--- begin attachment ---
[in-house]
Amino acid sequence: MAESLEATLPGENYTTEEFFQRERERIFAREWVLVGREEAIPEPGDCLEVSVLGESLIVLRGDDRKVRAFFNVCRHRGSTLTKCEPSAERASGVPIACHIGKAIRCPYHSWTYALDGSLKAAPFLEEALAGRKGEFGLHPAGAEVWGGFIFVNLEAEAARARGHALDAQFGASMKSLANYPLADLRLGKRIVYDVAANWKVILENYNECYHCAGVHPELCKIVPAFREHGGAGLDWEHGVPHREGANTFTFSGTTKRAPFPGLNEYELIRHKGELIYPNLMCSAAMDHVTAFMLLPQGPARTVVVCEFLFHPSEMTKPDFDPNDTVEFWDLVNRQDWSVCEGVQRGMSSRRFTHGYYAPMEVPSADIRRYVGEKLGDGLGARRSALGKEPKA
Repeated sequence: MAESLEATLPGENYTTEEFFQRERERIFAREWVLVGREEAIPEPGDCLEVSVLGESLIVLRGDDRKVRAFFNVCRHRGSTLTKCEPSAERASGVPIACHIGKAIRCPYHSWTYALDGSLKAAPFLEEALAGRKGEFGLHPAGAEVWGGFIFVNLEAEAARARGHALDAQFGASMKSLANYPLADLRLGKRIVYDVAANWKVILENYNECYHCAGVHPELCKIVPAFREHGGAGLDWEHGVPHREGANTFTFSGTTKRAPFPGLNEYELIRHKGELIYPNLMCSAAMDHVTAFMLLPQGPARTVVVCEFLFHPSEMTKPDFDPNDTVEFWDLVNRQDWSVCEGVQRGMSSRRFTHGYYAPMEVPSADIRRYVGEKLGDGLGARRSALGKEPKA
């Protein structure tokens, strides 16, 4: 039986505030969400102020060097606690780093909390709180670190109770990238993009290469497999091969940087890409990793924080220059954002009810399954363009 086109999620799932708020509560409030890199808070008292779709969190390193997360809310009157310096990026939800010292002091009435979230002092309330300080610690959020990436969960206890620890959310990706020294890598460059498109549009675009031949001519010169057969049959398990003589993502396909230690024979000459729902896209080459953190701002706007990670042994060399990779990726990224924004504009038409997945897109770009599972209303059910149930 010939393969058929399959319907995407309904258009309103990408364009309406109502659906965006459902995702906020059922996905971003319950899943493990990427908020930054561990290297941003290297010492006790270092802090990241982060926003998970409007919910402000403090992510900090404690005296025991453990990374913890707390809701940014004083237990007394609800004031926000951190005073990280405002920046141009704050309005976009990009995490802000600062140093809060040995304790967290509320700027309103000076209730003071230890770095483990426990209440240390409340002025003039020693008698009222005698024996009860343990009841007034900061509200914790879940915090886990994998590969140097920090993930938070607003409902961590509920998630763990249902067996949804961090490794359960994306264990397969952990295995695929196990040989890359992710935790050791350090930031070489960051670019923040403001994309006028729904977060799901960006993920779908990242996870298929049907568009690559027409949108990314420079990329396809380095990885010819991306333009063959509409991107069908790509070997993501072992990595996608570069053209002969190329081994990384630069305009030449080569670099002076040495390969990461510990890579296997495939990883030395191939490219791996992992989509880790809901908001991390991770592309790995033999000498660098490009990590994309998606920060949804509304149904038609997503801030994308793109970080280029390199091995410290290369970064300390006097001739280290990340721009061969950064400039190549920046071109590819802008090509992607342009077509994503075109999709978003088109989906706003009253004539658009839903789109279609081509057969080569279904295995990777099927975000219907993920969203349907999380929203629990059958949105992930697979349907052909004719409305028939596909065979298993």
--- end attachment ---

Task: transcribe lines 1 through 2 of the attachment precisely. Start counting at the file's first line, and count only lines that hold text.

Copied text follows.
[in-house]
Amino acid sequence: MAESLEATLPGENYTTEEFFQRERERIFAREWVLVGREEAIPEPGDCLEVSVLGESLIVLRGDDRKVRAFFNVCRHRGSTLTKCEPSAERASGVPIACHIGKAIRCPYHSWTYALDGSLKAAPFLEEALAGRKGEFGLHPAGAEVWGGFIFVNLEAEAARARGHALDAQFGASMKSLANYPLADLRLGKRIVYDVAANWKVILENYNECYHCAGVHPELCKIVPAFREHGGAGLDWEHGVPHREGANTFTFSGTTKRAPFPGLNEYELIRHKGELIYPNLMCSAAMDHVTAFMLLPQGPARTVVVCEFLFHPSEMTKPDFDPNDTVEFWDLVNRQDWSVCEGVQRGMSSRRFTHGYYAPMEVPSADIRRYVGEKLGDGLGARRSALGKEPKA